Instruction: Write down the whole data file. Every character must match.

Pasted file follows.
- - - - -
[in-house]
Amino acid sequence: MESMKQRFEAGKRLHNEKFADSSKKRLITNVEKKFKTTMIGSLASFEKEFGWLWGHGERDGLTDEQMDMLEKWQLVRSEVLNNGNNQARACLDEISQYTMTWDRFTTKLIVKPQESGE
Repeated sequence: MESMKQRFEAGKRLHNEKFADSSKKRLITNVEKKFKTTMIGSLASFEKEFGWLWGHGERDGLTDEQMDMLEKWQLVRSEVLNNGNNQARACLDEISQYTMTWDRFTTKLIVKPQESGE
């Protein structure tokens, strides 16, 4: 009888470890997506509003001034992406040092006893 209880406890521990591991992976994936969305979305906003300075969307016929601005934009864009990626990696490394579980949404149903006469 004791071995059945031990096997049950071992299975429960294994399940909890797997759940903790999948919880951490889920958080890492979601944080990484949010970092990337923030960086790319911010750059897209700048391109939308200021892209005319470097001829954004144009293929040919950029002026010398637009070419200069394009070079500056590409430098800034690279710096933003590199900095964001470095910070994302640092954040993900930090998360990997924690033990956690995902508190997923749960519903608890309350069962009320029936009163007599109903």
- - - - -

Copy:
[in-house]
Amino acid sequence: MESMKQRFEAGKRLHNEKFADSSKKRLITNVEKKFKTTMIGSLASFEKEFGWLWGHGERDGLTDEQMDMLEKWQLVRSEVLNNGNNQARACLDEISQYTMTWDRFTTKLIVKPQESGE
Repeated sequence: MESMKQRFEAGKRLHNEKFADSSKKRLITNVEKKFKTTMIGSLASFEKEFGWLWGHGERDGLTDEQMDMLEKWQLVRSEVLNNGNNQARACLDEISQYTMTWDRFTTKLIVKPQESGE
């Protein structure tokens, strides 16, 4: 009888470890997506509003001034992406040092006893 209880406890521990591991992976994936969305979305906003300075969307016929601005934009864009990626990696490394579980949404149903006469 004791071995059945031990096997049950071992299975429960294994399940909890797997759940903790999948919880951490889920958080890492979601944080990484949010970092990337923030960086790319911010750059897209700048391109939308200021892209005319470097001829954004144009293929040919950029002026010398637009070419200069394009070079500056590409430098800034690279710096933003590199900095964001470095910070994302640092954040993900930090998360990997924690033990956690995902508190997923749960519903608890309350069962009320029936009163007599109903």